Between 6 and 10 August 2011, several London boroughs and districts of cities and towns across England suffered widespread rioting , looting and arson .
Following a peaceful march on 6 August 2011 in relation to the police response to the fatal shooting of Mark Duggan by Metropolitan Police Service firearms officers on 4 August 2011, a riot began in Tottenham , North London .
In the following days, rioting spread to several London boroughs and districts and eventually to some other areas of England, with the most severe disturbances outside London occurring in Bristol and cities in the Midlands and Manchester .
Related localised outbreaks also occurred in many smaller towns and cities in England.
The riots were characterised by rampant looting and arson attacks of unprecedented levels. As a result, British Prime Minister David Cameron returned early from his holiday in Italy and other government and opposition leaders also ended their holidays to attend to the matter. All police leave was cancelled and Parliament was recalled on 11 August to debate the situation.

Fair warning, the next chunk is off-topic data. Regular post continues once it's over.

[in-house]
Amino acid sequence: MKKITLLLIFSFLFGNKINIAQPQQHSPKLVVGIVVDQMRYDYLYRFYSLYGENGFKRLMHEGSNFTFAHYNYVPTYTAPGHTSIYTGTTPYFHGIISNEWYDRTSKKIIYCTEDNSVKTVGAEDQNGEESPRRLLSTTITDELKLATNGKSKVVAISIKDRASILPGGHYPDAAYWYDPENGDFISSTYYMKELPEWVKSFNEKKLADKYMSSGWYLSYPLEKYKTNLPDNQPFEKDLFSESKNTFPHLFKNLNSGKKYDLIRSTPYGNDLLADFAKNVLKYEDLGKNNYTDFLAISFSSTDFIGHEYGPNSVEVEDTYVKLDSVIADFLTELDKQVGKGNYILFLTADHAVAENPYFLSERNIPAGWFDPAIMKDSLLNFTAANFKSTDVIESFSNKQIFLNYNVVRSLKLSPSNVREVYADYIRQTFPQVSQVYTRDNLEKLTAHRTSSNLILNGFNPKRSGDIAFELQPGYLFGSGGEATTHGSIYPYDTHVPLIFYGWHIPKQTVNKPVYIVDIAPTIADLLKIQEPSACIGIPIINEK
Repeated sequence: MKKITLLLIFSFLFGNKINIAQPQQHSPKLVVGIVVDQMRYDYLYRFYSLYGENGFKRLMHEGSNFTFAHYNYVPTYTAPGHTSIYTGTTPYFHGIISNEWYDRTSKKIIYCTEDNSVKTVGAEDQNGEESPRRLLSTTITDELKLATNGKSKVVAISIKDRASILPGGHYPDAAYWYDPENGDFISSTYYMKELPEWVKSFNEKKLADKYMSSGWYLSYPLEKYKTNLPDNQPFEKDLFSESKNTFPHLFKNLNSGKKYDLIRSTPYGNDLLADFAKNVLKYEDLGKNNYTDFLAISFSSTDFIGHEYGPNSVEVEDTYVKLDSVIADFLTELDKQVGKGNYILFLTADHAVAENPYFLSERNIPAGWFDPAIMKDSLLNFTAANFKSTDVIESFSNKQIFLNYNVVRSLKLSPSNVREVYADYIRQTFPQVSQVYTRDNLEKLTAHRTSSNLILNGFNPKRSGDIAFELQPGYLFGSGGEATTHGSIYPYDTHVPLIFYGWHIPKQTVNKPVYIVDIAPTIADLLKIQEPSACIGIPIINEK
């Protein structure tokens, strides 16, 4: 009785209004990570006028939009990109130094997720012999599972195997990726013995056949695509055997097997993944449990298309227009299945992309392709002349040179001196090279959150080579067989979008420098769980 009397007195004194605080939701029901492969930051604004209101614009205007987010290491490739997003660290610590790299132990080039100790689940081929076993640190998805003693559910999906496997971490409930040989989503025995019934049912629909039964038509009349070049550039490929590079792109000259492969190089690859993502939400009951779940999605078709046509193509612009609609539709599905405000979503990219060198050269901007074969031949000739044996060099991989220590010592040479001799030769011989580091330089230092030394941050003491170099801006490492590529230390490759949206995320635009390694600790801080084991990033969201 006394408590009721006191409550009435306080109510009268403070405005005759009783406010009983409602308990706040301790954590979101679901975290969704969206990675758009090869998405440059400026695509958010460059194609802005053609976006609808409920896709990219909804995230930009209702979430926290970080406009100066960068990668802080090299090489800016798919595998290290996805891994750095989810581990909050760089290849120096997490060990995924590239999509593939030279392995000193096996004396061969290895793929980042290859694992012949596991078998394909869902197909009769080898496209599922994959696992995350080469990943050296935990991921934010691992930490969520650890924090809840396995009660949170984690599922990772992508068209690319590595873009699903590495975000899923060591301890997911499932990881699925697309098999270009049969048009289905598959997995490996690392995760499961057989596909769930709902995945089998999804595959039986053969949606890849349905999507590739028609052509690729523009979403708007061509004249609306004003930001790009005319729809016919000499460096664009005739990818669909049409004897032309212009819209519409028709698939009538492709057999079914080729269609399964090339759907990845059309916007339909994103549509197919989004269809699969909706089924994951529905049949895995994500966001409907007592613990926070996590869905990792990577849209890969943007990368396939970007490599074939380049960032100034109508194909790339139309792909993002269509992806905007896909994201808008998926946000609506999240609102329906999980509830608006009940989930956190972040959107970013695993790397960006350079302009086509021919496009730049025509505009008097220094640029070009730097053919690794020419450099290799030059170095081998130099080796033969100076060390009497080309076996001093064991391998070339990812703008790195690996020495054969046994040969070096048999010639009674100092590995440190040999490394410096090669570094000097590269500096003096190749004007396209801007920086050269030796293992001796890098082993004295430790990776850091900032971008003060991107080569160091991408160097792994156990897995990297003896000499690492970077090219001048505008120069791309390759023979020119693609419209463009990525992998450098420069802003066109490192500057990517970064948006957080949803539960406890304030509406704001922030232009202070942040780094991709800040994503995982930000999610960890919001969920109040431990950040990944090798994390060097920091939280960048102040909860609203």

As of 15 August, about 3,100 people had been arrested , of whom more than 1,000 had been charged. Arrests, charges and court proceedings continue, with courts working extended hours. There were a total 3,443 crimes across London linked to the disorder.
Five people died and at least 16 others were injured as a direct result of related violent acts. An estimated £ 200 million worth of property damage was incurred , and local economic activity was significantly compromised.
As endless 'experts' were brought out during the week, Newsnight hit probably the lowest point by inviting David Starkey , the historian who had become a household name earlier in the year for his appearance on Jamie's Dream School, onto a panel to give his verdict.
This raised a lot of questions about what constitutes an expert, as his area is Tudor History . Clearly he was on to say something controversial, which he duly did.
The Mirror and The Guardian go with the image of the burning furniture store in Tottenham,
whilst the Sun suggests those involved may be of primary school age.
The Telegraph takes the looting angle, with an emphasis almost on the comedy of it (a reference to British 'carry on.'. films) which of course defines the riots in terms of greed rather than anger and had already gained widespread coverage in this footage from Sky News: